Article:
World Embroidery Series: Ainu embroidery with Kaparamip Technique

A Virtual Class with Selina Ben

It’s believed in Ainu culture that textiles have souls and the power to ward off evil spirits. An Ainu woman puts her heart and soul into each stitch of her embroidery, because a garment made without passion would not have a soul. The Ainu, with their distinctive language, religion, and culture in Japan, have always lived in harmony with nature and showed gratitude to the natural world.

In this class, Selina will walk you through a brief history of the Ainu, share images of traditional Ainu textiles, and look into Ainu material culture. She will also discuss contemporary approaches from Ainu artists.

You’ll be invited to explore one of the Ainu embroidery techniques: Kaparamip, which means cutting and applying thin cloth. Selina will demonstrate the full process of this technique covering basting stitch, circular reverse appliqué, high density whip stitch, couching stitch and chain stitch. By the end of class, you will be able to create a sample of the basic Ainu motif, Moreu (spiral), and use these skills to explore more complex patterns.

A detailed PDF instruction on how to transfer the design pattern to fabric will be shared one week before the class, so that focus during class is on the stitching techniques.

Thursday, March 23rd, 2023


12pm – 2:30pm EST

Zoom, a link will be send to participants the day before class

$60 for the individual class, $350 for the series

*This session will be recorded. A link to the recording will be emailed to all those who register following the live session. This link is live for one month for you to watch at your convenience.


  • Base fabric (5x6in minimum): medium weight non-stretch woven cotton, linen, or denim. Lightweight fabric not recommended.
  • Appliqué fabric (4×3.5in): lightweight non-stretch woven cotton fabric (poplin, bed sheet, shirt, Sarashi fabric). Wash, dry, iron all fabrics in advance to avoid shrinkage and color bleeding.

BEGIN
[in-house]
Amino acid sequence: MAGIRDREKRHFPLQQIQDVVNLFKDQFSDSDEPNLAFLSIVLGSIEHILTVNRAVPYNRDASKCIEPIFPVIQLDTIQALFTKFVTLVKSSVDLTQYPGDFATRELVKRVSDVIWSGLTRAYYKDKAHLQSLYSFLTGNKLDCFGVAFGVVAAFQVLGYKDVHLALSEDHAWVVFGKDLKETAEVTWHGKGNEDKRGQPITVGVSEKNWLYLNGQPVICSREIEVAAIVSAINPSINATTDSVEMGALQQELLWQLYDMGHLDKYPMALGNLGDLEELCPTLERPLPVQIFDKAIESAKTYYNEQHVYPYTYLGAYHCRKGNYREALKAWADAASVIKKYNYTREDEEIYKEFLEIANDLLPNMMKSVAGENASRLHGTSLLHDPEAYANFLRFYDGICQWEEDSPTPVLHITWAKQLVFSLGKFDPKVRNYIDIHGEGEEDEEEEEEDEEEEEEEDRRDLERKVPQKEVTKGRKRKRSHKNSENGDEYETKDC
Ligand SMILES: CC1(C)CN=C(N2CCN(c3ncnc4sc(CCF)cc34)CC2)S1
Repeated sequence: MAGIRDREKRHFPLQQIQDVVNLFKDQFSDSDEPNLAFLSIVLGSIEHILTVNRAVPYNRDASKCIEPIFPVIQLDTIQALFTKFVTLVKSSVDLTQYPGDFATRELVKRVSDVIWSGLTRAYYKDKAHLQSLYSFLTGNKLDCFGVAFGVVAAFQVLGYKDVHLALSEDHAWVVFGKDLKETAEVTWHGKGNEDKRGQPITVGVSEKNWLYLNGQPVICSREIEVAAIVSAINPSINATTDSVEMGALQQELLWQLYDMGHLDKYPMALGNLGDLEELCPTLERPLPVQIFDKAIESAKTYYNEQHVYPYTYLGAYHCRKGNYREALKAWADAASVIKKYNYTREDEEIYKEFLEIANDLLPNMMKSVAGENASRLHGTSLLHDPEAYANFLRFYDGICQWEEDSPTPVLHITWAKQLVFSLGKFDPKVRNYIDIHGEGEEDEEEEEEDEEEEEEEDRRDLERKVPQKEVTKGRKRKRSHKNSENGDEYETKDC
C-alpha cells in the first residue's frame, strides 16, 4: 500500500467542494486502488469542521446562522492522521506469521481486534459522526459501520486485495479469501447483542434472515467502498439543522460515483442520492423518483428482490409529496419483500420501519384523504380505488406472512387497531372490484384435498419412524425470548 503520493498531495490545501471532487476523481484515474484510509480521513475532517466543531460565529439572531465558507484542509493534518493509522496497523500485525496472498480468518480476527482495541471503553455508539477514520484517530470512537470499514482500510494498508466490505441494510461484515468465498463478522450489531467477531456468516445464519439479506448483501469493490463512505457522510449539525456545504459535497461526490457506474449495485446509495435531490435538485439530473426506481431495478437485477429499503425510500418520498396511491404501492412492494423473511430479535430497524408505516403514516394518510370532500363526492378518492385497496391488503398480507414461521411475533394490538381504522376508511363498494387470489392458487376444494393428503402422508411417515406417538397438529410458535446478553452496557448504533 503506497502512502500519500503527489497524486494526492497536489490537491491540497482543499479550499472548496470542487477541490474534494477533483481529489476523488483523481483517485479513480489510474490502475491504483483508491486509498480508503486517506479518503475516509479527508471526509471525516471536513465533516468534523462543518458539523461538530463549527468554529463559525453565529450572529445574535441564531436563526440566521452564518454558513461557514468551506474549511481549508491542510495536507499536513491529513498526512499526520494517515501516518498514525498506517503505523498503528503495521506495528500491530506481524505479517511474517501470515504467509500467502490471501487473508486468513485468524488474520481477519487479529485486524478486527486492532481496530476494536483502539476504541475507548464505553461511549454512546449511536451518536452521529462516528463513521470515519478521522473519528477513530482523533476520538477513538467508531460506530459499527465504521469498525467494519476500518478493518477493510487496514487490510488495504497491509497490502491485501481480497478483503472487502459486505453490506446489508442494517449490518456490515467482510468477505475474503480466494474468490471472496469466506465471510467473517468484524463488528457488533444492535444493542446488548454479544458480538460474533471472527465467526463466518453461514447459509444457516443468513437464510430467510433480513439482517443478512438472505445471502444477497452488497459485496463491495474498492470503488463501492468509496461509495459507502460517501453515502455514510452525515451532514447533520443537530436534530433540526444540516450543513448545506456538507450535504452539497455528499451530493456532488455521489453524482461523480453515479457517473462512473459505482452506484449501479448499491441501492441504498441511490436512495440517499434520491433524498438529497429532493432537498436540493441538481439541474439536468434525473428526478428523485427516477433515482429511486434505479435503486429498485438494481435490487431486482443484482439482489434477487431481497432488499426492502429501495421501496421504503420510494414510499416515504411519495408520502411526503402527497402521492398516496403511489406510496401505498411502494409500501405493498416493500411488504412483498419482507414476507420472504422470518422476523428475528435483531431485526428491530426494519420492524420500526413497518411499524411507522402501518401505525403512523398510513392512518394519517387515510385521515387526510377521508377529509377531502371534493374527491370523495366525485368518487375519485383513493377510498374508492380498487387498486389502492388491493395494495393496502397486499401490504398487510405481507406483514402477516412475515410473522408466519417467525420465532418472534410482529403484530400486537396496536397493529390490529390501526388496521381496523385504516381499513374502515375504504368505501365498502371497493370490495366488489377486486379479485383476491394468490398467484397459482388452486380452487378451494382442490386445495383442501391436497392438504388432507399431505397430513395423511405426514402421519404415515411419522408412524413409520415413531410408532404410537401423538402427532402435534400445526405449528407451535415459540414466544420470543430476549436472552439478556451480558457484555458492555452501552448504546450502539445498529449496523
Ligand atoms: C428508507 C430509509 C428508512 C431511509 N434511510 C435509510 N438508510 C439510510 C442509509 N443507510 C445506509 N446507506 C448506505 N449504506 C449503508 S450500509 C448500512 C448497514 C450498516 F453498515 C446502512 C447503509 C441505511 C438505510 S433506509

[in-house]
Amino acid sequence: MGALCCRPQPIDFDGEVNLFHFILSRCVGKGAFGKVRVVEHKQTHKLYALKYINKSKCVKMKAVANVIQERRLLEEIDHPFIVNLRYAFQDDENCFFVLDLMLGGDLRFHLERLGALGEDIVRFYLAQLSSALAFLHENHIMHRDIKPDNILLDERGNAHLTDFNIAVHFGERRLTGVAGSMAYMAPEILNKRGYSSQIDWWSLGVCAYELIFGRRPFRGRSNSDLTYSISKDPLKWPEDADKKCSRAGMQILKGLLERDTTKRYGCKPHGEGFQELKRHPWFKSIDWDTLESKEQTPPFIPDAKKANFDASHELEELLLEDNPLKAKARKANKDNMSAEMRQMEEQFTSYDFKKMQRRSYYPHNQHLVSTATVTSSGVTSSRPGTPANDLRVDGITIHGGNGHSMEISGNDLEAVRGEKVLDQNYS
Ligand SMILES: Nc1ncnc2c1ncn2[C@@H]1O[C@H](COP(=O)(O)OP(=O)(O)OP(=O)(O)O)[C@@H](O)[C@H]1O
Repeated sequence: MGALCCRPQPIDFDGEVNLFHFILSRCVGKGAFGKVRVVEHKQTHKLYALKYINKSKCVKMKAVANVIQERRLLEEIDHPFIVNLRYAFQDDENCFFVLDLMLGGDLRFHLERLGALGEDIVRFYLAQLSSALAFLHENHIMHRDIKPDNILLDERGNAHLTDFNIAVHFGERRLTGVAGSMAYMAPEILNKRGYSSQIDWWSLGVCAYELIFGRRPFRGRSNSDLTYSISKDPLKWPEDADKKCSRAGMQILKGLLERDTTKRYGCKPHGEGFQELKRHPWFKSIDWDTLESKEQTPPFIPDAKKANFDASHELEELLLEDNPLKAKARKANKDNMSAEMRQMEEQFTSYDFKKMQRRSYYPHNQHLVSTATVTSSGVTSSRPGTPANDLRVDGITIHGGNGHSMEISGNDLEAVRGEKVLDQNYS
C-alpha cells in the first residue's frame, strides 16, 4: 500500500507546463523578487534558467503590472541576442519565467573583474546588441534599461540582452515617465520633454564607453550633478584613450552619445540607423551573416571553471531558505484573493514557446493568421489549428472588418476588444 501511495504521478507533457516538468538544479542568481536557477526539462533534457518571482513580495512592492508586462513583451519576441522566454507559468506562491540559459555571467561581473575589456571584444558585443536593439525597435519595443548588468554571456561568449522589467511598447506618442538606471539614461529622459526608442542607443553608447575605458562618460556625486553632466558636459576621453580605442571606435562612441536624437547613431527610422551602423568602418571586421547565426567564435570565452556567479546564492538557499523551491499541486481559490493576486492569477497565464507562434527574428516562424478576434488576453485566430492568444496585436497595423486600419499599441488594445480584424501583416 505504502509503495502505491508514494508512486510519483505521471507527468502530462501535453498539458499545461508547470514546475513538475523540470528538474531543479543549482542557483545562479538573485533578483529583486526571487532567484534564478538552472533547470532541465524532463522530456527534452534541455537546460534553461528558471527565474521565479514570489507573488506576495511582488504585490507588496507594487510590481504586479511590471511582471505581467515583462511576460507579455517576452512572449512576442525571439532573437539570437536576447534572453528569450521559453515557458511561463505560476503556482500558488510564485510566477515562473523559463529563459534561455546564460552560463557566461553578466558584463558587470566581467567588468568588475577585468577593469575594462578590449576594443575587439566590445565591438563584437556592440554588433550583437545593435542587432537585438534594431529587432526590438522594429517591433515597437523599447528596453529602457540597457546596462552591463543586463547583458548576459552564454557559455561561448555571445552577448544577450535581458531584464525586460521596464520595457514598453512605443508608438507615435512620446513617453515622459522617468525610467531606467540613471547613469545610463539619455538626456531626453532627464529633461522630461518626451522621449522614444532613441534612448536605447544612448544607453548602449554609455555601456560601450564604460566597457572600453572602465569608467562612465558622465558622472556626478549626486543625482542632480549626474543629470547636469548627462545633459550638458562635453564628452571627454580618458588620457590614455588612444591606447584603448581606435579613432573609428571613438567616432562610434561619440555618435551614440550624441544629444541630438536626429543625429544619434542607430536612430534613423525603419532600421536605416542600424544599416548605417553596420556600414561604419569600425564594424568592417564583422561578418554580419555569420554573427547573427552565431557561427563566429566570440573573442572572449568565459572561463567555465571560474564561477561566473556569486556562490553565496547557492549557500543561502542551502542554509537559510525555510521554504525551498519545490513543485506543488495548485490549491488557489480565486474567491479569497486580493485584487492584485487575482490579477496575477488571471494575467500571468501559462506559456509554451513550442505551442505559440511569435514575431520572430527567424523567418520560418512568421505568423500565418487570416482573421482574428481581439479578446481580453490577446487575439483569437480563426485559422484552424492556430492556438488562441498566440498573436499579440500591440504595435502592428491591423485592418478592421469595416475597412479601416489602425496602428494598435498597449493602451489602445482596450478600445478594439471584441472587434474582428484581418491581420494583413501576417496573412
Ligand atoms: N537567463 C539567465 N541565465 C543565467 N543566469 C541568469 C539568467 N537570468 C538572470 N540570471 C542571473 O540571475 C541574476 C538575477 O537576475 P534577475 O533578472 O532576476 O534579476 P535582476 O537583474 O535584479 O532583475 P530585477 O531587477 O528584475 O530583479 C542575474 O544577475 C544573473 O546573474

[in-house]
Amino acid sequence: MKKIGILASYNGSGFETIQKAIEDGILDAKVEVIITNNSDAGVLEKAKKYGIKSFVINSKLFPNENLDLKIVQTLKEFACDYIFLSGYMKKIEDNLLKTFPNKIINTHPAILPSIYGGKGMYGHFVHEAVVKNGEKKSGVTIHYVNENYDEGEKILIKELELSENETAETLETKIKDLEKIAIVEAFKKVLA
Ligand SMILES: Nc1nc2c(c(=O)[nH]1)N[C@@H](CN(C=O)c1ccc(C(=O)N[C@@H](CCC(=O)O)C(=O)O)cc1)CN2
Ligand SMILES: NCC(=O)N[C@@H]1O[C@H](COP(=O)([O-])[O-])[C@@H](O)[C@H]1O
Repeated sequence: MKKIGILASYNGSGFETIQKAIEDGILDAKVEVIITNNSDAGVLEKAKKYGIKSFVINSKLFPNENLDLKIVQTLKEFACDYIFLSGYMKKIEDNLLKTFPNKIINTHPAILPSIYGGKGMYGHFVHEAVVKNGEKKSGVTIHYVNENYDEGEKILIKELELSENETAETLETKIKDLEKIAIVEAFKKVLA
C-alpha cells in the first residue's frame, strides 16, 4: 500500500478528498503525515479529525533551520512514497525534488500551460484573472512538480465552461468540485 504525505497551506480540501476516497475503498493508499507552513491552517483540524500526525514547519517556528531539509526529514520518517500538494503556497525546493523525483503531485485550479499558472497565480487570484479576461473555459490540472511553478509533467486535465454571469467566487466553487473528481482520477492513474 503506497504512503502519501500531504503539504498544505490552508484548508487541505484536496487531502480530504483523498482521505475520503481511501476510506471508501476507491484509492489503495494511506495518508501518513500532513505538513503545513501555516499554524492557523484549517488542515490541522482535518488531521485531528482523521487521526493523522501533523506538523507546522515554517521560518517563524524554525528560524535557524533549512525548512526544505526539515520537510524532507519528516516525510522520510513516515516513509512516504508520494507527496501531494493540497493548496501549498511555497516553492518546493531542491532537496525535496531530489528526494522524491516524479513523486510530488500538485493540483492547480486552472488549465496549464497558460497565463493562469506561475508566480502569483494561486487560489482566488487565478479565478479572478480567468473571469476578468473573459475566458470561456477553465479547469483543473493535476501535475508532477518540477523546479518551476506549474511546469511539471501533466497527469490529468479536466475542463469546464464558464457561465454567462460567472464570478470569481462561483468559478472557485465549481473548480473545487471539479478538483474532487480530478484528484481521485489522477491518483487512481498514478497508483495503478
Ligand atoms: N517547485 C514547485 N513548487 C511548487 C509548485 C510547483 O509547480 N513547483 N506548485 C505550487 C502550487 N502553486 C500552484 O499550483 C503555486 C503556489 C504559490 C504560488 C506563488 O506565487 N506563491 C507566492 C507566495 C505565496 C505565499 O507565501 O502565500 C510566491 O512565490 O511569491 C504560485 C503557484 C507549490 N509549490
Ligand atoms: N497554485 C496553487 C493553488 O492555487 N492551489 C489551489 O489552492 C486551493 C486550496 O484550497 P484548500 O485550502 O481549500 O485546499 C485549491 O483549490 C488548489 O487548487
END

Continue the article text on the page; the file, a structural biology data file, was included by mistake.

• Thick thread for couching stitch: Olympus Sashiko thread thick type, Daruma Sashiko thread thick type, DMC pearl cotton No. 8.
  • Thin thread for whip stitch and chain stitch: Olympus Sashiko thread thin type, Daruma Sashiko thread thin type, DMC pearl cotton No. 8, other cotton threads for hand stitching.
  • Thread for basting: any type of sewing thread in contrast color to the appliqué fabric.
  • Hand stitching needles (2pcs): Assorted gold eye sashiko needles (in different length, thickness and needle eye size).
  • A pair of small sharp scissors for cutting fabrics and threads
  • Sewing pins (10pcs)
  • Thin cardboard (minimum dimension 8x7in) as a working surface: any scrap packaging materials like cereal boxes will do.
  • Carbon paper for transferring design pattern to appliqué fabric (1pc): Olympus carbon paper. Use blue for light colored fabrics and white for dark colored fabrics. Alternatives: using light box and fabric markers to transfer the design pattern.
  • Washi tape for tracing design pattern
  • Ballpoint pen in any color for tracing the pattern
  • Fabric marker: FriXion recommended. Test fabric marker on your fabrics first to make sure that the markings will disappear based on the suggested handling from the product.

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Selina Ben

Selina Ben is a self-taught textile artist and mender based in Amsterdam, the Netherlands. With a professional background in textile product development, her passion for textiles has existed for as long as she can remember.

Selina is inspired by historical textiles around the world. Her curiosity about why the textiles were significant to a place, what materials were used and how they were made stimulates her creativity. With her practice, she hopes to preserve disappearing techniques, honor unknown makers and their cultural heritage.

Witnessing landfills overloaded with textile waste, Selina chooses to work with pre-used fabrics. All the signs of wear and tear on the fabrics are a source of inspiration for her creative process. With her hands, needles and threads, she brings the fabrics to a new phase of their lives so that people can start looking at our relationships with textiles differently.

Selina believes stitching by hand is the best form of meditation. The repetitive motions of arms, wrists, fingers, needle and thread bring peace of mind and a sense of accomplishment. As time goes by, the grounded feeling arises, the positive energy grows and a new work is born.

Selina’s practice can be found at Instagram @selinaam05.

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